sgon [at] tnc [dot] org
- Senior Scientist & Cultural Advisor, The Nature Conservancy of Hawaiʻi
- Affiliate Faculty, Department of Urban and Regional Planning (UHM)
- Member, Hawaiʻi State Board of Land and Natural Resources
- Kumu Oli, Nā Waʻa Lālani Kāhuna o Puʻu Koholā, Bishop Museum
Dr. Sam ʻOhu Gon III was born and raised in Nuʻuanu, and over a 40+ year career in conservation in Hawaiʻi has advocated for integration of Hawaiian cultural values and knowledge in conservation efforts. He received his bachelors degree in Zoology from UH Mānoa (the first recipient to have Hawaiian accepted as fulfilling the language requirement for a life science degree). He went on to the University of California at Davis to earn his Masters degree in Zoology (Ecology, Evolution and Behavior) and his Ph.D. from the Animal Behavior Graduate Group there, conducting a comparative behavioral ecology study of the Hawaiian Happyface Spider (Theridion grallator).
He has worked with The Nature Conservancy of Hawaiʻi for >30 years and has amassed great personal experience with Hawaiian ecosystems and species on all islands. He was also traditionally trained in Hawaiian chant and ceremony by Kumu John Keolamakaʻāinana Lake, undergoing ʻūniki huʻelepo in 2003, and was passed the kuleana of continuing the teaching of oli (chant) by Kumu Lake before his passing in 2008. He continues to train chanters in Hālau Mele, currently the hālau-in-residence at The Bernice Pauahi Bishop Museum in Honolulu.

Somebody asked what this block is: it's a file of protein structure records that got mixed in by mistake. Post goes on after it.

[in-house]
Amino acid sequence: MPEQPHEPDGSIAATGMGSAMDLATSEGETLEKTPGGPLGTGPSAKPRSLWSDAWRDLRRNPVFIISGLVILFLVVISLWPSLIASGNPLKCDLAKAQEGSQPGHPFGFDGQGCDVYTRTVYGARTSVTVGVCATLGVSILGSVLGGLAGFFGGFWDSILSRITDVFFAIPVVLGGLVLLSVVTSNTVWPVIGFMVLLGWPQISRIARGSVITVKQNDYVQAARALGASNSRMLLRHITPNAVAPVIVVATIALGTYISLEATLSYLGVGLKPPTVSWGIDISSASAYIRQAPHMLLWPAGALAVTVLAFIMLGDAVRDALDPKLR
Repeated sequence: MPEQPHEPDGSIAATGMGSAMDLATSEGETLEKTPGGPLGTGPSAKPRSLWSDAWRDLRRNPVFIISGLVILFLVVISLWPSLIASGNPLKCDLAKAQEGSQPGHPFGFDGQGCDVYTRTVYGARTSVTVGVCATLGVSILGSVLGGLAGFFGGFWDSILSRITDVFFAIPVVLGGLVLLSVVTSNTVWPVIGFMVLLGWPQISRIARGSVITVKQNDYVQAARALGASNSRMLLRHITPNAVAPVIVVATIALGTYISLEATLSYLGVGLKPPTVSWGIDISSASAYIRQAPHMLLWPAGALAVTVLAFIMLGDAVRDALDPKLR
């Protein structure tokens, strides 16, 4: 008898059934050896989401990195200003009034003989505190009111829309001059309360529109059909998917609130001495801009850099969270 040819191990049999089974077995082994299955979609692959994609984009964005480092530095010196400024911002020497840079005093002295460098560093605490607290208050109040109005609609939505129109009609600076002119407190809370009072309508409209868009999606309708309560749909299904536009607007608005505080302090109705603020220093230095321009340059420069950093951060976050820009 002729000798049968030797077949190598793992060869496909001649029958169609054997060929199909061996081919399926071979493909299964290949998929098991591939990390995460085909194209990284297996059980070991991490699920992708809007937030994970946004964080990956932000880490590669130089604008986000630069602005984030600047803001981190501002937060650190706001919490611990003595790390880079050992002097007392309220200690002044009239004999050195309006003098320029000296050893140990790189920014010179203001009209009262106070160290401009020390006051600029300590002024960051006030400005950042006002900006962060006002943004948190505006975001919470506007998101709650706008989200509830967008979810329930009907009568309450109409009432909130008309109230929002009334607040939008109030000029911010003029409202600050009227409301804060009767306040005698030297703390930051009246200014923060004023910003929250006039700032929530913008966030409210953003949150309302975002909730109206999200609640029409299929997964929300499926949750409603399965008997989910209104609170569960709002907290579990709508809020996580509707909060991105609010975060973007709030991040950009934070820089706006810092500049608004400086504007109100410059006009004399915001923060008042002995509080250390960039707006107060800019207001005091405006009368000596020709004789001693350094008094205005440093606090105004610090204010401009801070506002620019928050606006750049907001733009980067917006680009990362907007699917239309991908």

Combining his knowledge of the ecology of Hawaiʻi with the rich traditional knowledge system here, partially documented in the largest indigenous language archive known in the world, his research involves the multidisciplinary exploration ofthe changes that have taken place in natural and human landscapes here from pre-human to pre-contact and post-contact times. In doing so he documented the remarkably small ecological footprint of pre-contact Hawaiʻi — which was also 100% self-sufficient — and contrasts this with the huge loss of native ecosystems today and our current low level of self sufficiency. He advocates for the integration of Hawaiian knowledge, values, and approaches in modern conservation efforts, and for this biocultural approach was designated a Living Treasure of Hawaiʻi in 2014.